The CHC also provided resources for obtaining necessary supplies for the baby upon its birth. With coaching and support from the care team, Gwenivere made a plan to tell her parents of her pregnancy, which went surprisingly well. Her parents expressed disappointment but did not ask her to leave the home. Gwenivere continues to receive behaviorally-enhanced prenatal care at CHS, which emphasizes wellness promotion during pregnancy as well as ongoing monitoring for the development of trauma-related symptoms secondary to her exposure to war in Burundi.

When CHS began the integrated refugee resettlement program in October 2015, members of the care team quickly learned that offering care via our health care home helped eliminate barriers such as access to care, language difficulties, and a sense of displacement that may linger after being uprooted from one’s home of origin. We also learned that routine BH monitoring was essential for prevention, early detection, and intervention of trauma-related symptoms, which may not appear until several months after refugees have resettled in their new home countries.


Not only are BH providers able to implement interventions at the point of care but they are also able to reduce stigma associated with receiving BH care by being present at every clinical encounter refugees have during their initial year following resettlement. Sharing an EHR allows for enhanced communication of previous traumatic experiences to various care team members, which improves the overall delivery of trauma-informed and culturally sensitive care. Accordingly, whether Gwenivere would have had a positive pregnancy test or not, she and her family would have been invited to make CHS their health care home where they would then gain access to the range of services presented to Gwenivere.


The integrated refugee resettlement program is still in its infancy, but since its inception one year ago, we have provided services to individuals from Iraq, Burundi, Ukraine, Sudan, Colombia, Tanzania, Cuba, South Africa, and Burma. As we continue to evaluate and improve the care we provide, we seek to do so in a manner that is culturally sensitive and responsive to the needs of this unique population while also remaining true to the spirit of integrated care. We are honored to serve these families and to work as a bridge as they start their new lives here.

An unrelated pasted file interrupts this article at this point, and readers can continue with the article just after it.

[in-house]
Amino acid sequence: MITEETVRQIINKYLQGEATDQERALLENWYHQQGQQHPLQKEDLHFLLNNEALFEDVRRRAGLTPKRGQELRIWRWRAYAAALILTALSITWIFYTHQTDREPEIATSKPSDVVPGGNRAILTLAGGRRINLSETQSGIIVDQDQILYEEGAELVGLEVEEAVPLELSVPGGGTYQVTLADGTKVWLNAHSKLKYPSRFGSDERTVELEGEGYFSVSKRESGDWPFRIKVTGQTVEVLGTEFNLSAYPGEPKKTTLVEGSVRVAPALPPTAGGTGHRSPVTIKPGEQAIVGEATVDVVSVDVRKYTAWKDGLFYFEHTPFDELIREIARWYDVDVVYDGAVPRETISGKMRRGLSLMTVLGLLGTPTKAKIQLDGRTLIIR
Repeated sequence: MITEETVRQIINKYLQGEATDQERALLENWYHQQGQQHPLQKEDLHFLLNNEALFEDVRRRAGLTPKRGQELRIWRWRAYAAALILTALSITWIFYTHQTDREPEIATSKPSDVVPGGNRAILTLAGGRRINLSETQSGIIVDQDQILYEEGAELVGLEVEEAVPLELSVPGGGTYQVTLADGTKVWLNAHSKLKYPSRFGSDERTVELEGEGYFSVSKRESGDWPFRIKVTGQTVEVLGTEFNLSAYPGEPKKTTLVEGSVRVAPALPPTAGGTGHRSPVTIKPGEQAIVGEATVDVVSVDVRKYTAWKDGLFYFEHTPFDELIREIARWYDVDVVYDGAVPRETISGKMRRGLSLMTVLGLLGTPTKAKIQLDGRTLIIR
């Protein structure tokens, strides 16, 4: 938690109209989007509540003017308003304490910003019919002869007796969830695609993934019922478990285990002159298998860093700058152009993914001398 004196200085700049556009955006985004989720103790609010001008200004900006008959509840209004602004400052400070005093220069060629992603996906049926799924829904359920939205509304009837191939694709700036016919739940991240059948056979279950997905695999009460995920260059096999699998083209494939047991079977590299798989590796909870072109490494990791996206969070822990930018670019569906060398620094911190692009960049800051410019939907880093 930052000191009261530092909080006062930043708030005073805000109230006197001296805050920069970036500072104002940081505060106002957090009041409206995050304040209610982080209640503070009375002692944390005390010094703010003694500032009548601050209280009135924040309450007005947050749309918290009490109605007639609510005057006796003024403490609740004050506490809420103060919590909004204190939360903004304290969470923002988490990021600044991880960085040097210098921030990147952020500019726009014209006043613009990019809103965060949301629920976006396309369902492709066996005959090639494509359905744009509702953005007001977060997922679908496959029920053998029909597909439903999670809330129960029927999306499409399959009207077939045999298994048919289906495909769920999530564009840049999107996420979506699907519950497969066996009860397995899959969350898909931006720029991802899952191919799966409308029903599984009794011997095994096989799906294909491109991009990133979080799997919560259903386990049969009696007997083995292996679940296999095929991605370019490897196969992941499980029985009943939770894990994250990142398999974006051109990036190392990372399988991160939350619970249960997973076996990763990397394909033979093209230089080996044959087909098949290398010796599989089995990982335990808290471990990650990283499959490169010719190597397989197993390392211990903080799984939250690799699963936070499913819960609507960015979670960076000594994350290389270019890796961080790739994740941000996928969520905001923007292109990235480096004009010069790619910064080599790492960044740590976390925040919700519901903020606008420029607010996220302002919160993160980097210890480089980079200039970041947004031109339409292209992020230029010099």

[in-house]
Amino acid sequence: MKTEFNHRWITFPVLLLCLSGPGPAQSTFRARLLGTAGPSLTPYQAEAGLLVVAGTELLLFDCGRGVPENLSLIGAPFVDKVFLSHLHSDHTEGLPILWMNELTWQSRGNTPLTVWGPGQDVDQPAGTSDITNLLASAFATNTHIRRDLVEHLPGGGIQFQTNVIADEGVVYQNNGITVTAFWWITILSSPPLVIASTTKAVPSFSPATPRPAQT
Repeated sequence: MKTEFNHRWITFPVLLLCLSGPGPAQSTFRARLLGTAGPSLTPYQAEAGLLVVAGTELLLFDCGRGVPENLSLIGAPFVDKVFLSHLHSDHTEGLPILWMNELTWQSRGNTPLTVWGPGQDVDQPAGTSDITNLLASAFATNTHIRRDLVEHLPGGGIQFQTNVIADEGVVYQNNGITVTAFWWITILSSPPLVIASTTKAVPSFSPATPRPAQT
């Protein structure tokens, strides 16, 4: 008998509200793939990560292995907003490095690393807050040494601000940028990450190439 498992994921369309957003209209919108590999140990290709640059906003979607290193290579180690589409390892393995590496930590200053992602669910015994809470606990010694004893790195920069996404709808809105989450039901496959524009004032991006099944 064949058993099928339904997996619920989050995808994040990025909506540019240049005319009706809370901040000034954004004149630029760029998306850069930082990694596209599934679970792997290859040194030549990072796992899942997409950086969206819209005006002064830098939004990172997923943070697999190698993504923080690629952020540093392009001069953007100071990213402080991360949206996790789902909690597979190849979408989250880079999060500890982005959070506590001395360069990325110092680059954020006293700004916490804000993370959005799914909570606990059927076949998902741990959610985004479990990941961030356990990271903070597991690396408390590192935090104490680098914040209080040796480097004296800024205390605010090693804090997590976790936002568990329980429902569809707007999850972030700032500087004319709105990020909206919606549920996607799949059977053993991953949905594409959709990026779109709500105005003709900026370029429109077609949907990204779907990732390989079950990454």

Eboni Winford, Ph.D. is a Behavioral Health Consultant and licensed psychologist at Cherokee Health Systems in Knoxville, TN. Dr. Winford is involved in workforce development and is a member of the training committee of CHS’s APA-accredited clinical psychology internship and the APPIC-approved postdoctoral fellowship program. She supervises trainees at multiple levels including postdoctoral fellows, clinical psychology interns, and graduate-level psychology practicum students. Additionally, she consults with other primary care organizations as they seek to integrate their practices. She is currently involved in multiple integrated care initiatives including the refugee medical screening process and the National Institute of Medicine’s All of Us: Precision Medicine Initiative. She is the incoming Co-Chair and previous co-secretary to the Primary Care Behavioral Health Special Interest Group, a member of the Early Career Professionals Task Force, and the recipient of CFHA’s 2016 Founders’ Early Career Professionals Award. Dr. Winford earned her degree in Clinical Health Psychology from the University of North Carolina at Charlotte.